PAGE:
1999-W $5 Eagle Unfinished PR Dies MS69

CERTIFICATION#: 14936587
PCGS#: 99940

Owner's Comments

Expert Comments

Jaime Hernandez: In 1999, the U.S. Mint made a drastic mistake by producing the first Mint State $5 and $10 Gold Eagles bearing a "W" mint mark. In 1999, only Proof Gold Eagles were intended to bear the "W" mint mark. This mistake has left us with a lot of puzzling unanswered questions about the production and existence of the 1999-W $5 and $10 Mint State coins.

The year 1999 turned out to be a very busy year for the U.S. Mint. It received a tremendous and unexpected demand for American Gold Eagles. Many believe the Mint was in such a rush to produce 1999 Gold Eagles that in an attempt to meet the public's demand, it inadvertently mixed a proof die into service. Another possible theory is that the Mint may have intentionally put a proof die into service in order to meet the public's demand. Whatever the case may be, we can be certain the coins should not exist today.

The huge demand for 1999 Gold Eagles was more than likely created by collectors and investors who were worried about the upcoming Millennium year and some of the potential issues that could have been created by Y2K. Many decided to purchase American Gold Eagles as a safeguard to any potential problems arising due to the upcoming Millennium year. In return, many purchasers of 1999 Gold Eagles decided to purchase mainly fractional issues, since they are much cheaper and more affordable.

Going forward, sometime early in the year 2000, some of the first 1999-W Mint State Gold Eagles were discovered. The Mint did not provide any clues or give any indications as to how many of these coins were produced or why. It wasn't until years later that the Mint would give a very important clue as to how many coins could have actually been produced.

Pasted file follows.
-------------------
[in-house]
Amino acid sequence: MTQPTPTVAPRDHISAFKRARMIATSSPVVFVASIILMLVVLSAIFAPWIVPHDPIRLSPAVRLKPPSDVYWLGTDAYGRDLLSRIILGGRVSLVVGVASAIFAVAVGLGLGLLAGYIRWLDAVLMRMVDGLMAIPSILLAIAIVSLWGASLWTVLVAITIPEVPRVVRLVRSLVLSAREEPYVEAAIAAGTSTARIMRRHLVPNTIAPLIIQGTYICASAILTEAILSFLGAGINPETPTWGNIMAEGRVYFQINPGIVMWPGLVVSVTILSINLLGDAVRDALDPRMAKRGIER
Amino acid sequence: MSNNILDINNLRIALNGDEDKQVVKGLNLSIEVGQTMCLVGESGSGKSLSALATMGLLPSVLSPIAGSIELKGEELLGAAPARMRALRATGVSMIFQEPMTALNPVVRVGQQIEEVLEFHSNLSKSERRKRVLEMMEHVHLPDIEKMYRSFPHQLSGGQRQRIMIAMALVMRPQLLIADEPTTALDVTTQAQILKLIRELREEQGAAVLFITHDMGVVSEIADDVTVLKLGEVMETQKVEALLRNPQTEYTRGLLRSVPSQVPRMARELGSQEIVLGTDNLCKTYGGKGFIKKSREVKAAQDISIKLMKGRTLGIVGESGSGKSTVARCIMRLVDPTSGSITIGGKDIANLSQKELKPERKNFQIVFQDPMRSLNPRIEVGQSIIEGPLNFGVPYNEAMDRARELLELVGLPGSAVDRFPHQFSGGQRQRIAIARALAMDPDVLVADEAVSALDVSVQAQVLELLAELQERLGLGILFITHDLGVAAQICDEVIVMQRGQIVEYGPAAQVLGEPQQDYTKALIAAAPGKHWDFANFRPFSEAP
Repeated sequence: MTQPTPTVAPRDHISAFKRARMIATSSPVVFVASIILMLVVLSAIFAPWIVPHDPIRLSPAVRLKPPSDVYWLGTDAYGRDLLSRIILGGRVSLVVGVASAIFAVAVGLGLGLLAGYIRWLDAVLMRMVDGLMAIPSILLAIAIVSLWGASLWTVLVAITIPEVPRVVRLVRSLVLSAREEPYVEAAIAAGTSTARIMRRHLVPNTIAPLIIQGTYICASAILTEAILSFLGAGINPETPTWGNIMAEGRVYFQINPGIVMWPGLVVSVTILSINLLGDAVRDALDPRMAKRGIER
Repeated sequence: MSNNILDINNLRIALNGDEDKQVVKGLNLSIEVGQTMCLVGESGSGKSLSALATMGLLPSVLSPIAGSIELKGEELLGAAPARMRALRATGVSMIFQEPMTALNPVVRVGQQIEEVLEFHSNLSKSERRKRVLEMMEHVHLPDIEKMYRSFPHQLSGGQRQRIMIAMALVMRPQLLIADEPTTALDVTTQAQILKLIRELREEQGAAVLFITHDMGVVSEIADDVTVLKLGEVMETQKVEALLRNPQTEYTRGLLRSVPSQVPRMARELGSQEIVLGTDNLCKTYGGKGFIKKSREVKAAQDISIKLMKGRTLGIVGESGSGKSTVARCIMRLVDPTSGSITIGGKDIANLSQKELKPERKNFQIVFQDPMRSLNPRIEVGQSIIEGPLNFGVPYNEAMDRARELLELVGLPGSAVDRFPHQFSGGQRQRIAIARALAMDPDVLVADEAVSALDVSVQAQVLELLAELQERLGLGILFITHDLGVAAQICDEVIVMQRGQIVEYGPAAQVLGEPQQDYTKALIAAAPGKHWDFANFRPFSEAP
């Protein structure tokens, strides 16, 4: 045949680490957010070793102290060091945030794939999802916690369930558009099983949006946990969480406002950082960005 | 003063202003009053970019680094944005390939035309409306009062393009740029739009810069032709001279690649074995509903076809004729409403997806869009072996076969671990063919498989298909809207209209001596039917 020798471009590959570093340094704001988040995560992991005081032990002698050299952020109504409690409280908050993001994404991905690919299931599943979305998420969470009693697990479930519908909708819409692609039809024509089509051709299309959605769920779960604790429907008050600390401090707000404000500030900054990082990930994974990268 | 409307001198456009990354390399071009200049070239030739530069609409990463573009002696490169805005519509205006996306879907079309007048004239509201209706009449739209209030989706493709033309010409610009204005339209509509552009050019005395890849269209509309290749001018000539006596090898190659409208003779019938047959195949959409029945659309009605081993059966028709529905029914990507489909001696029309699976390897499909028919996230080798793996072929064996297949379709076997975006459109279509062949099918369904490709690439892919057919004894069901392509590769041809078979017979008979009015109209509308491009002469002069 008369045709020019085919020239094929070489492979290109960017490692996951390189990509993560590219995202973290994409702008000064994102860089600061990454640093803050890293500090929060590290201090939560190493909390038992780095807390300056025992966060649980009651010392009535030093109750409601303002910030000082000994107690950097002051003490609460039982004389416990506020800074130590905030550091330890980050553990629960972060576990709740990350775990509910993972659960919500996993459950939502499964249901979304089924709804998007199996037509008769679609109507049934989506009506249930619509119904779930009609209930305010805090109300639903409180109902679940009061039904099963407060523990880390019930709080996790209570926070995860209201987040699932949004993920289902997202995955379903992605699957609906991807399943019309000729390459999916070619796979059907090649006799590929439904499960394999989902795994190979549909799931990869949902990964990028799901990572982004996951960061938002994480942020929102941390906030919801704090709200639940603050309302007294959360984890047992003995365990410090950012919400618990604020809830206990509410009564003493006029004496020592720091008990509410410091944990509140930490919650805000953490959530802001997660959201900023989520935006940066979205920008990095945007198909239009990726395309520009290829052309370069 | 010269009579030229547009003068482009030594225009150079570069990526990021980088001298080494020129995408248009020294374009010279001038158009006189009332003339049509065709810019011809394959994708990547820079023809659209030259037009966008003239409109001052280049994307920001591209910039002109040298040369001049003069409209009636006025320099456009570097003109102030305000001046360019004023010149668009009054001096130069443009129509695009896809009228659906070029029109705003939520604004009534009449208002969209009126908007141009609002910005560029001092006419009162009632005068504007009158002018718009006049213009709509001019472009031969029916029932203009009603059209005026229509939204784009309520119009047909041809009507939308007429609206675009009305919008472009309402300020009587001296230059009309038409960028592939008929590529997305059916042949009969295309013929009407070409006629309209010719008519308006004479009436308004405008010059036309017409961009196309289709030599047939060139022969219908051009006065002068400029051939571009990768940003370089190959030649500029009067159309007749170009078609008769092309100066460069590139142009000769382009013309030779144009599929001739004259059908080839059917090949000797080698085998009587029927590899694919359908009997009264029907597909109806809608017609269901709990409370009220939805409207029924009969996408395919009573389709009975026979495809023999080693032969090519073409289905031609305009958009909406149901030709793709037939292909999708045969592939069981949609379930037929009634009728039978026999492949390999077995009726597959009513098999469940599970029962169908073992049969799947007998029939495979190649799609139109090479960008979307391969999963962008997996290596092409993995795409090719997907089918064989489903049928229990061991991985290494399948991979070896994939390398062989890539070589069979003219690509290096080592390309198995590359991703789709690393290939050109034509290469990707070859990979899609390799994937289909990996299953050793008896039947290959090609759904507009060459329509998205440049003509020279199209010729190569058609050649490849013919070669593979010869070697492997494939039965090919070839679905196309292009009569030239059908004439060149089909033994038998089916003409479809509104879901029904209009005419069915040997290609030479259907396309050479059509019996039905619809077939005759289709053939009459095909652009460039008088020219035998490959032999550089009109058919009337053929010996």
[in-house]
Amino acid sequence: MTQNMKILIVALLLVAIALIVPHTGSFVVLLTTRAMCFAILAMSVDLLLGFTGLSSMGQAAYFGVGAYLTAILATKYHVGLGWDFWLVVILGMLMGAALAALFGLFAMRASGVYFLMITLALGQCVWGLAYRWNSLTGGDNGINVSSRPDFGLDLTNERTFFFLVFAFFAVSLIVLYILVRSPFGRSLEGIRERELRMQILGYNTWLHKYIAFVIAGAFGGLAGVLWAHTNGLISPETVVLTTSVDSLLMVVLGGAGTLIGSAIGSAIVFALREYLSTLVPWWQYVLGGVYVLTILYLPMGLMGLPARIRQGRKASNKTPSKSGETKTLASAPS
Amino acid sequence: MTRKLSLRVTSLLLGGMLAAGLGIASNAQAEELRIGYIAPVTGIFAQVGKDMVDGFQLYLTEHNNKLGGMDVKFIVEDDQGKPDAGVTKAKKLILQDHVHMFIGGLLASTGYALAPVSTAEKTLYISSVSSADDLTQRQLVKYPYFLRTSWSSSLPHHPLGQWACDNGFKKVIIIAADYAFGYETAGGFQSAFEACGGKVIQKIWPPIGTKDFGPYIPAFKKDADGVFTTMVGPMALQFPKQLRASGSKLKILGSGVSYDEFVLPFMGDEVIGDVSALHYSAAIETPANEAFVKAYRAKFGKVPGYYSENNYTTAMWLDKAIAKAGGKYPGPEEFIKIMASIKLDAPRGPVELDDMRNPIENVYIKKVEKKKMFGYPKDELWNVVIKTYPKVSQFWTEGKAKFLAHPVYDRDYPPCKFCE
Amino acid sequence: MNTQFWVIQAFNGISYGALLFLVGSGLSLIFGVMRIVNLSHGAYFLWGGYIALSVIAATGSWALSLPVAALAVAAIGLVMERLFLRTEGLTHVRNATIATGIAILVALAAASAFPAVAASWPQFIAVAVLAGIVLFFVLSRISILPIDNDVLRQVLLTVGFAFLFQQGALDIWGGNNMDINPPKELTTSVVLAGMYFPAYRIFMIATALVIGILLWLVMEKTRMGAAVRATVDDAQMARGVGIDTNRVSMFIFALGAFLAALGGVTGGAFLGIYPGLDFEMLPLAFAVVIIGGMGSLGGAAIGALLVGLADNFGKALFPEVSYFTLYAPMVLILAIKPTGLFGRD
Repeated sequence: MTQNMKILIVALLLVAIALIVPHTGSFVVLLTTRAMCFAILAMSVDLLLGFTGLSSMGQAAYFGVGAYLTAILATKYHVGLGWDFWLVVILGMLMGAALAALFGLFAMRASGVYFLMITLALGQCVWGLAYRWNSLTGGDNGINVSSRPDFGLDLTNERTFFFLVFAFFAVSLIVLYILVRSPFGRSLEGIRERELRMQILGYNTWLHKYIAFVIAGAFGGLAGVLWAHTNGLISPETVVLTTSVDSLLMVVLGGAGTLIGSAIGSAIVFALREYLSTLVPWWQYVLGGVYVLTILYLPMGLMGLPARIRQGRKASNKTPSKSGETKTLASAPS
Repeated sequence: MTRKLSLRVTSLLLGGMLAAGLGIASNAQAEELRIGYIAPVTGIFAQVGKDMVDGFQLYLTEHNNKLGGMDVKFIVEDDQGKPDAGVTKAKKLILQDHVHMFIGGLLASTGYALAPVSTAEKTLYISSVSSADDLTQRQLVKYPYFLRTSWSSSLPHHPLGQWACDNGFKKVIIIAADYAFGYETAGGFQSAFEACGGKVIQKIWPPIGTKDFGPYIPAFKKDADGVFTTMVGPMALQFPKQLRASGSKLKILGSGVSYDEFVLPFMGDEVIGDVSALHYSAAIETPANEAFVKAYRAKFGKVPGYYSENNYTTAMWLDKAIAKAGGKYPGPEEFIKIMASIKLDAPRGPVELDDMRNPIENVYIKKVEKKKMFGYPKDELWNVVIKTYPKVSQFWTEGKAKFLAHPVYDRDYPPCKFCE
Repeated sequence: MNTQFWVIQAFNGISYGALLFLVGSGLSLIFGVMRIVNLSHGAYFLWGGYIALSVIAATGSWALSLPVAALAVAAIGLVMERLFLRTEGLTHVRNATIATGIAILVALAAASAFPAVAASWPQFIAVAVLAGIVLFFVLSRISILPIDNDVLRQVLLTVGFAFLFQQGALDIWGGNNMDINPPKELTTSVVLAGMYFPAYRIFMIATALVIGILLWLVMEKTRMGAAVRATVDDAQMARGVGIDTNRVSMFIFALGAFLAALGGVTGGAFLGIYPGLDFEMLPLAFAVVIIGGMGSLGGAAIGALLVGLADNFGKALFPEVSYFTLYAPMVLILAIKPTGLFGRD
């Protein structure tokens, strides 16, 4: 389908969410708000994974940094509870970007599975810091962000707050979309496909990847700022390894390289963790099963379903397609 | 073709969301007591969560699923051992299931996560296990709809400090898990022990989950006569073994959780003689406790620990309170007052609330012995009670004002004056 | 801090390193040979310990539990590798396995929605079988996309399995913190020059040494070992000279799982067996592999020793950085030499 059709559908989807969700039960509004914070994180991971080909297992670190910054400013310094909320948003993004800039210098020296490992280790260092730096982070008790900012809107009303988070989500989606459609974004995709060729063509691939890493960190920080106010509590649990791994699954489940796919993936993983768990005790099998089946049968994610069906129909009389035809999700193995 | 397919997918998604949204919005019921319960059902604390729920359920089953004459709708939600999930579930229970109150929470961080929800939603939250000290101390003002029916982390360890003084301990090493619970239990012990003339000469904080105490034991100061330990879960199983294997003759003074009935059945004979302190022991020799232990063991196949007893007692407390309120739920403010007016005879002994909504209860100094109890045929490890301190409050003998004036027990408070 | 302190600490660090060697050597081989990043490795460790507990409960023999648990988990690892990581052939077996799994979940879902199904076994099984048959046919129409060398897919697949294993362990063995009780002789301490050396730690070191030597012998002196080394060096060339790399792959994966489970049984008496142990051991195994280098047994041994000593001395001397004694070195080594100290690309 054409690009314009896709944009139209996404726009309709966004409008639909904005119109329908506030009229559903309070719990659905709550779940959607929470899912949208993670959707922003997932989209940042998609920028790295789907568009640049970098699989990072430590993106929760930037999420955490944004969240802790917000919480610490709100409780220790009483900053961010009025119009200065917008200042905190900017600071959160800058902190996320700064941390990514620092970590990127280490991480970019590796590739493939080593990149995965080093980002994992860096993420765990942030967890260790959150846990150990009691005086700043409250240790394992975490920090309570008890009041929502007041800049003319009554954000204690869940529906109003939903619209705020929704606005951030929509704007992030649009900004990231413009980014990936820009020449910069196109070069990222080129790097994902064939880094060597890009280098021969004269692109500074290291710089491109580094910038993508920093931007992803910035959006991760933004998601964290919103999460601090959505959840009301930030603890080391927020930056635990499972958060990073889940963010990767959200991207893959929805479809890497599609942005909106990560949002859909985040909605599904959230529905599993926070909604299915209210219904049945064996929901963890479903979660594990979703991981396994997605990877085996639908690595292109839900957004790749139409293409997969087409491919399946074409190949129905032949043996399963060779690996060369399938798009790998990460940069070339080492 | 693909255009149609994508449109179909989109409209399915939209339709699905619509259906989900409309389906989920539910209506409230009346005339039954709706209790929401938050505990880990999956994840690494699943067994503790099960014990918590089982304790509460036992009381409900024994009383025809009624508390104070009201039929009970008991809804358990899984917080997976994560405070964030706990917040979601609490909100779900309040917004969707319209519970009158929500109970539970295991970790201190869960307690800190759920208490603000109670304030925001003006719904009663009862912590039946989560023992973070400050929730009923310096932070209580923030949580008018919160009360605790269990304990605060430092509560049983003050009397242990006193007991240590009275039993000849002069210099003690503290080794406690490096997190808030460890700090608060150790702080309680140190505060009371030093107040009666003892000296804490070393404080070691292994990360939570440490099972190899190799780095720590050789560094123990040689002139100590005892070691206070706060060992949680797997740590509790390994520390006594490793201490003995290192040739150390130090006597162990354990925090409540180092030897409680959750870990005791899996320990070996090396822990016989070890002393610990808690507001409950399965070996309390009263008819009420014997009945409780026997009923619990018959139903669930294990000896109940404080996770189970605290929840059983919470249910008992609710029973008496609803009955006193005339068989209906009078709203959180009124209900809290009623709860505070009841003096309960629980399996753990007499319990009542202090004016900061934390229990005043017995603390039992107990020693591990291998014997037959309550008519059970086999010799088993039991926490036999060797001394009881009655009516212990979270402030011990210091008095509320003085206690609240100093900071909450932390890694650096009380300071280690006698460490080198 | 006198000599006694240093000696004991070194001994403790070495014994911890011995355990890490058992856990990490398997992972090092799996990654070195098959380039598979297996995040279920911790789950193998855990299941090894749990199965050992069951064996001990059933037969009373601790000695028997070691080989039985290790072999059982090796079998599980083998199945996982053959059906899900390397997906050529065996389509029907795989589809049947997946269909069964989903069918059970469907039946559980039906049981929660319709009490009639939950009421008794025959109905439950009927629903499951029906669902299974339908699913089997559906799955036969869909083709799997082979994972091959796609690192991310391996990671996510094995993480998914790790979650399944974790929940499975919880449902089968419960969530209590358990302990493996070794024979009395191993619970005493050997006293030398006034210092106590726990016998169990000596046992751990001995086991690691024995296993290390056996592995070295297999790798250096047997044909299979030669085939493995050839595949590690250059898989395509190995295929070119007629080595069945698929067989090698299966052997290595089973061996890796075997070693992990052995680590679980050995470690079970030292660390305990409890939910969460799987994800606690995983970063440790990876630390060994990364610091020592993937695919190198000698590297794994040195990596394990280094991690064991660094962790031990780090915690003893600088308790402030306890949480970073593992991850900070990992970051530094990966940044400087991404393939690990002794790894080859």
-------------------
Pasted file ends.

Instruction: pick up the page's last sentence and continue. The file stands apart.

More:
In 2005, a U.S. Mint spokesman issued a statement indicating that an estimated 6,000 Mint State Gold Eagles are produced from each pair of dies. If this was the case for the 1999-W Mint State Gold Eagles and only one pair of dies was used, a 6,000 production figure for each would not be unlikely. As of this writing, 11 years have passed and there has been no indication or supporting evidence that more than one pair of dies was used to produce this modern key issue. Therefore, if only one pair of dies was actually used and about 6,000 coins were made, this would make both coins very scarce in the Mint State Gold Eagle series. There is a good possibility that some of these coins are still out there unrecognized by collectors as being the elusive 1999-W Mint State Gold Eagles, because they can be confused with Proof coins since Proofs also bear the "W" mint mark.

Fred Weinberg, a U.S. coin dealer specializing in major error and U.S. coins, indicated he bought hundreds of the 1999-W Mint State Gold Eagle coins from a major mint distributor at one time. This distributor had already sent the majority of these dates and denominations to Japan for jewelry purposes. Julian Leidman, also a major dealer, buyer and seller of these coins, indicated he owned hundreds of these coins all at once and he mentioned he still buys and sells these coins because he believes they are a great modern issue. Finally, Hannes Tulving, another major U.S. Mint authorized dealer who has handled well over 1,500 of these coins over his career, believes that there are still many coins out there that are unrecognized, and many of them may still be hiding in rolls or even inside IRA accounts.

The most recent total population figures do not match or even come close to matching the 6,000 possible figures, even if one pair of dies was actually used. With many 1999-W gold eagles going overseas, tucked away in rolls, IRA accounts and even in private collections, we may never know the actual amount of coins in existence. So for now, we can only speculate.

In the future, there is a possibility the supply of these coins may increase if some of them ever show up from the above mentioned sources. However, many years have gone by and the supply has not significantly increased. So far, the demand has exceeded the availability.

Today, the coins can still be obtained at reasonable prices considering their very low possible mintages. However, don't be surprised if these coins appreciate in price as they have a very strong potential, especially since they are key coins in the very popular American Gold Eagle series!

Diameter: 16.50 millimeters Designer: Augustus Saint Gaudens/Miley Busiek Edge: Reeded
Mintage: N/A Weight: 3.39 grams Metal Content: 91.67% Gold, 3% Silver, 5.33% Copper

Condition Census

Pos Grade Thumbnail Pedigree and History
1 MS70 PCGS grade  
1 MS70 PCGS grade  
1 MS70 PCGS grade  
1 MS70 PCGS grade  
1 MS70 PCGS grade